Written on behalf of the PlushMoney Impact program by Shelby Sims
Feeling quite ambitious this morning, I pulled up some of PlushMoney’s personal finance videos to go along with my breakfast. For some reason, the retirement plan section caught my attention #401K<3. While listening to the explanation on how money builds on itself in retirment plans, I began to wonder if it is really true that the younger generations (GEN X) will reap less benefits following the Baby Boomers’ transitioning into retirement!? To find my answer, I jumped over to google. What I found were two very interesting articles, CNBC’s, “Will Baby Boomers Bankrupt Social Security?,” and Wall Street Journal’s, “Retiring Boomers Find 401(K) Plans Fall Short.” Below I listed what I felt to be the highlights out of both reports.
“Will Baby Boomers Bankrupt Social Security?”
•yes, there is “a fear that Boomers will trigger a collapse of Social Security,” “there is currently a large surplus, but it will be drained by the year 2037. At that point, Social Security will only be able to pay out 75 percent of its benefits”
• Congressional Budget Office “gives the system another 10 years before it begins to fall apart”
•”Social Security is funded mostly through payroll taxes, with present-day workers funding the payouts for retirees”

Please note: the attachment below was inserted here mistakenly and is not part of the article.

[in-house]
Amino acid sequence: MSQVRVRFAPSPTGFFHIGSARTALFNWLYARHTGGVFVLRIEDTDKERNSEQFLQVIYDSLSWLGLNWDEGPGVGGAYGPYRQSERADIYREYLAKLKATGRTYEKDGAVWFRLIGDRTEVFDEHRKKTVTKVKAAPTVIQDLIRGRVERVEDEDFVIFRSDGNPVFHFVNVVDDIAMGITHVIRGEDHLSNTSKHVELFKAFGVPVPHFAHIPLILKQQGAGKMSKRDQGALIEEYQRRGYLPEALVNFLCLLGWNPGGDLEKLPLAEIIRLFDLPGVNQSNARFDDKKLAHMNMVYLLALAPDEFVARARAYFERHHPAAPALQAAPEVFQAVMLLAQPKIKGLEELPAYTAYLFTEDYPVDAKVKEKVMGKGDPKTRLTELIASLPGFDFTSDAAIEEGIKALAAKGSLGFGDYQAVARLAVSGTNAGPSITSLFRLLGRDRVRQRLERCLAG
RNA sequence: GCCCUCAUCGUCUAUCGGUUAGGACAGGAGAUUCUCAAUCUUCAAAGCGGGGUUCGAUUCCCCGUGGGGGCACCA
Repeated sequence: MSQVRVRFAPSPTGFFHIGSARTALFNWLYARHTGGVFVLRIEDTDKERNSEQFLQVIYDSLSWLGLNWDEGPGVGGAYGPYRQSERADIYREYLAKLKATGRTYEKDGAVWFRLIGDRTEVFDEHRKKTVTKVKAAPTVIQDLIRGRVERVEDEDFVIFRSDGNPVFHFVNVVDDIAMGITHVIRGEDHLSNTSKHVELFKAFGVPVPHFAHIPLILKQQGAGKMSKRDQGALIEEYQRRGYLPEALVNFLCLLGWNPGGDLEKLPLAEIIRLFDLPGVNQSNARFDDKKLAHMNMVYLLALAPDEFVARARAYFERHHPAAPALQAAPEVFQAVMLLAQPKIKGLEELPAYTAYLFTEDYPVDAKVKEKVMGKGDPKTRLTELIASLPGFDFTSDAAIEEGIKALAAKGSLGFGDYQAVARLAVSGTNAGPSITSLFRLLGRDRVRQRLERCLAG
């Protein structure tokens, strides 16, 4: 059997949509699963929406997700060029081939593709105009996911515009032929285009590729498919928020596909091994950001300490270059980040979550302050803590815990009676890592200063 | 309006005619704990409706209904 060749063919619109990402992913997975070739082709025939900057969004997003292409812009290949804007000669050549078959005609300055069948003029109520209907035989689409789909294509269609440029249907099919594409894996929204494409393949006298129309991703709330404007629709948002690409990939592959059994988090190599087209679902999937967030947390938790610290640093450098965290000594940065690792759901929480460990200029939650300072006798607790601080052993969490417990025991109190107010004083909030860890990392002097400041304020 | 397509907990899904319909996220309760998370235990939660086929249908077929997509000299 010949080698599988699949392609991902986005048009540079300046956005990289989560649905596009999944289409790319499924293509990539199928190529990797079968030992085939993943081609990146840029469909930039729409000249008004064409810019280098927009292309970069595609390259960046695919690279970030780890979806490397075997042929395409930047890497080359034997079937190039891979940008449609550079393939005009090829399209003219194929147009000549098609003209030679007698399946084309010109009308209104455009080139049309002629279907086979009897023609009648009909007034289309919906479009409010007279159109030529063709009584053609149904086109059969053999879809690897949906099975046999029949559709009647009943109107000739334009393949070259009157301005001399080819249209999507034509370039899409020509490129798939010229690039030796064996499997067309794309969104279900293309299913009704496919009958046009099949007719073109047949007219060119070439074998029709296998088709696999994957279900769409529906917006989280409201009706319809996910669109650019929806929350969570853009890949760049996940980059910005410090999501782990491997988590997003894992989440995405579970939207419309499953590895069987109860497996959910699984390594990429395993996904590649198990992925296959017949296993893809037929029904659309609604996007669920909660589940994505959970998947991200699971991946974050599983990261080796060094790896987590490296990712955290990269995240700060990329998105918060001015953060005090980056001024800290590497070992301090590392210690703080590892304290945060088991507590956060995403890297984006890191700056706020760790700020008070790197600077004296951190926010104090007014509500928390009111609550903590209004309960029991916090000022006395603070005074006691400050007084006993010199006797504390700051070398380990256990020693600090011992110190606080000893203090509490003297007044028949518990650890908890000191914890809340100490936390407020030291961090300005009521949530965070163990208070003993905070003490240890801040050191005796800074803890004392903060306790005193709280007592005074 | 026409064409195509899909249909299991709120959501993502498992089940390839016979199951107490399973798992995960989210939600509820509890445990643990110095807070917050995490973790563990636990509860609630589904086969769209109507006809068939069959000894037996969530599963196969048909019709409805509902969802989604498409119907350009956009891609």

•*”As Boomers begin to retire, the huge group of people putting money into the system will begin taking it out of the system, which then will be funded by a generation of workers—the so-called Gen X—whose numbers are some 15 million fewer. The surplus of money paid into the system by Boomers will allow it to run into the late 2030s, even though it will begin paying out more than it takes in by 2017″
“Retiring Boomers Find 401(K) Plans Fall Short.
•”The median household headed by a person aged 60 to 62 with a 401(k) account has less than one-quarter of what is needed in that account to maintain its standard of living in retirement”
•” It assumes people need 85% of their working income after they retire in order to maintain their standard of living, a common yardstick”
•”a 401(k) also requires steady, significant savings. And unlike corporate pension plans, which are guaranteed by the U.S. government, 401(k) plans have no such backstop”